Massachusetts residents may be interested to know that a large percentage of patients are misdiagnosed before they are determined to have asthma. According to the study by Health Union, 25.7 million people in the U.S. are living with this condition but many are not properly diagnosed earlier.

For those who are diagnosed with asthma, 89 percent are prescribed rescue inhalers. Nearly one-third of people who are diagnosed had delayed diagnoses during a series of tests or were originally misdiagnosed with different conditions.

The treatment of rare diseases

Some residents of Massachusetts may be among the 25 to 30 million Americans who have a rare disease. In the U.S., any disease that affects less than 200,000 people is considered "rare." There are about 6,000 known rare diseases in the world, and the diagnosis and treatment of these conditions can be difficult.

In order to find effective treatments for rare diseases, new drugs are constantly being developed. Orphan drugs, which are medicines that are not yet being commercially developed but are in testing, are often the best hope for treating rare diseases. Since the Orphan Drug Act was passed in the U. S. in 1983, the FDA has approved more than 500 drugs that were classified as orphan drugs.

What is Ehlers-Danlos Syndrome?

Massachusetts readers may have a little-known connective tissue disorder and not even realize it. The condition, Ehlers-Danlos syndrome, could affect as many as one in every 500 Americans, but it is frequently misdiagnosed, leading to ineffective treatments and chronic health issues.

Ehlers-Danlos Syndrome is a heritable group of genetic connective tissue conditions that change the way the body produces and processes collagen. Collagen, which makes up around 30 percent of the body, is found in skin, bones, ligaments, tendons, blood vessels, cartilage, muscles and even the brain. Symptoms of the syndrome, which may seem random, include stretchy skin, overly flexible joints and wounds that are slow to heal.

Protein could lead to more accurate mesothelioma diagnoses

Researchers have identified a protein that could help oncologists differentiate mesothelioma from lung cancer. The breakthrough, which was published in the journal Oncotarget in July, could lead to faster diagnoses and better treatments for mesothelioma patients in Massachusetts and nationwide.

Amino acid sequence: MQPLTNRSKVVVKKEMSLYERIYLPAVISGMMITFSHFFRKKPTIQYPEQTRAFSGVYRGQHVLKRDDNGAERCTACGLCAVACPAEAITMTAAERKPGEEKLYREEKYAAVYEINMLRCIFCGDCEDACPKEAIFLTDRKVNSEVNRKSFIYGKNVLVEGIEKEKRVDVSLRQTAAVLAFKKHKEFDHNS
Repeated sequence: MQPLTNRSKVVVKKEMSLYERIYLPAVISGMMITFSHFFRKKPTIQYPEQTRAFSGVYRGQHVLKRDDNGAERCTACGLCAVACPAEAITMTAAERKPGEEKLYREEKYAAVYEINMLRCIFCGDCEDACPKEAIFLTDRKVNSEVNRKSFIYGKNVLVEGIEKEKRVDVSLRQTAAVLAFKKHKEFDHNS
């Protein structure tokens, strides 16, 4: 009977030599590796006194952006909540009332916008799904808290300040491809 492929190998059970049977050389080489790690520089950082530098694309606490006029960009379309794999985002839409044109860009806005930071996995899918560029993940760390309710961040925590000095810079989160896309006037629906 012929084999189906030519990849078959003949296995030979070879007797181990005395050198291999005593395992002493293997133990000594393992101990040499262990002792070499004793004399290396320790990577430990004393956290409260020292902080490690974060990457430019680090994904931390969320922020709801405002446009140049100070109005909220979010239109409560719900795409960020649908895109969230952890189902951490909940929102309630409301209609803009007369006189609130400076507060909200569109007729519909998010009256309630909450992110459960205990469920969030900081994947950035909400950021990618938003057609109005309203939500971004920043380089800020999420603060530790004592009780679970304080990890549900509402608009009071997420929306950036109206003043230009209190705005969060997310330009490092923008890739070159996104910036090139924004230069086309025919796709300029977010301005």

A research team at the University of Hawaii Cancer Center discovered that people who lack a protein known as BAP1 are more likely to develop malignant mesothelioma. For the study, the scientists analyzed 45 non-small cell lung cancer samples and 35 pleural mesothelioma samples. All 45 lung cancer samples tested positive for normal BAP1 expression, but more than half of the mesothelioma samples did not have BAP1. The discovery is expected to accelerate the diagnostic process for the disease and reduce cases of misdiagnosis.

Studies look at misdiagnosed Alzheimer's cases

Massachusetts residents might wish to know about the studies that could reduce misdiagnosis in people with Alzheimer's. One study conducted by the Mayo Clinic found that men tend to be misdiagnosed more than women.

This study looked at more than 1,600 brains of Alzheimer's patients who were between the ages of 37-102. Women tended to develop the disease in their 70s and onward while men had more aggressive forms of Alzheimer's that began in their 60s. Men are more often misdiagnosed because their symptoms involve different areas of the brain. Men frequently experience behavioral changes, motor control problems or language difficulty in addition to the typical memory loss symptoms.

Painful bladder syndrome often misdiagnosed

Interstitial cystitis, also known as painful bladder syndrome, is a condition that affects many Massachusetts patients. People with this condition experience pain in their pelvis as well as the frequent urge to urinate both day and night. The condition affects both men and women, but it is more common in women.

Because there is little known about interstitial cystitis, patients with this condition are often misdiagnosed when they visit the doctor and explain their symptoms. Patients with interstitial cystitis may be told that they have an overactive bladder or an infection in their urinary tract. After patients with interstitial cystitis are misdiagnosed and given the wrong medications, they are sometimes told that their continued symptoms are all in their head.